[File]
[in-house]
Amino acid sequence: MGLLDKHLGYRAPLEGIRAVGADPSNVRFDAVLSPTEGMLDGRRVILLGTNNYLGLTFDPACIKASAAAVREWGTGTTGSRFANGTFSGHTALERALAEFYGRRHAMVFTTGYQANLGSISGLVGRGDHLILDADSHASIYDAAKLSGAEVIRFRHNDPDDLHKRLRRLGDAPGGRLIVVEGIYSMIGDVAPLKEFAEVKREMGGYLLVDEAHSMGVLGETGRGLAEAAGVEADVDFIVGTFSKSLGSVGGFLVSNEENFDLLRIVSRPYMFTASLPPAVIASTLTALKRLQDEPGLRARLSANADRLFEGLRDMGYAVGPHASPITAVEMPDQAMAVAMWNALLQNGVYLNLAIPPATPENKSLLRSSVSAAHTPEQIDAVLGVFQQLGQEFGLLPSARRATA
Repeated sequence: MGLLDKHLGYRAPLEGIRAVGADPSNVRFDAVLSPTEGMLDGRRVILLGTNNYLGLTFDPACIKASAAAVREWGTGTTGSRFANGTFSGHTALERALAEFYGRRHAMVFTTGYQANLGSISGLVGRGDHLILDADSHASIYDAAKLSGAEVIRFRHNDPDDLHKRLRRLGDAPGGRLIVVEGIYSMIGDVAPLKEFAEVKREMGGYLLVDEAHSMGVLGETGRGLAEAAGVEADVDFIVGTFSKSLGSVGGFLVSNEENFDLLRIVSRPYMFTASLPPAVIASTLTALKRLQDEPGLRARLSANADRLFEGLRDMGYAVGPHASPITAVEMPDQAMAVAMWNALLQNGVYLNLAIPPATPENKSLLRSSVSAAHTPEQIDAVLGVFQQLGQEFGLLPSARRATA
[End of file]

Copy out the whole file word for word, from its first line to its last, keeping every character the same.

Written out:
[in-house]
Amino acid sequence: MGLLDKHLGYRAPLEGIRAVGADPSNVRFDAVLSPTEGMLDGRRVILLGTNNYLGLTFDPACIKASAAAVREWGTGTTGSRFANGTFSGHTALERALAEFYGRRHAMVFTTGYQANLGSISGLVGRGDHLILDADSHASIYDAAKLSGAEVIRFRHNDPDDLHKRLRRLGDAPGGRLIVVEGIYSMIGDVAPLKEFAEVKREMGGYLLVDEAHSMGVLGETGRGLAEAAGVEADVDFIVGTFSKSLGSVGGFLVSNEENFDLLRIVSRPYMFTASLPPAVIASTLTALKRLQDEPGLRARLSANADRLFEGLRDMGYAVGPHASPITAVEMPDQAMAVAMWNALLQNGVYLNLAIPPATPENKSLLRSSVSAAHTPEQIDAVLGVFQQLGQEFGLLPSARRATA
Repeated sequence: MGLLDKHLGYRAPLEGIRAVGADPSNVRFDAVLSPTEGMLDGRRVILLGTNNYLGLTFDPACIKASAAAVREWGTGTTGSRFANGTFSGHTALERALAEFYGRRHAMVFTTGYQANLGSISGLVGRGDHLILDADSHASIYDAAKLSGAEVIRFRHNDPDDLHKRLRRLGDAPGGRLIVVEGIYSMIGDVAPLKEFAEVKREMGGYLLVDEAHSMGVLGETGRGLAEAAGVEADVDFIVGTFSKSLGSVGGFLVSNEENFDLLRIVSRPYMFTASLPPAVIASTLTALKRLQDEPGLRARLSANADRLFEGLRDMGYAVGPHASPITAVEMPDQAMAVAMWNALLQNGVYLNLAIPPATPENKSLLRSSVSAAHTPEQIDAVLGVFQQLGQEFGLLPSARRATA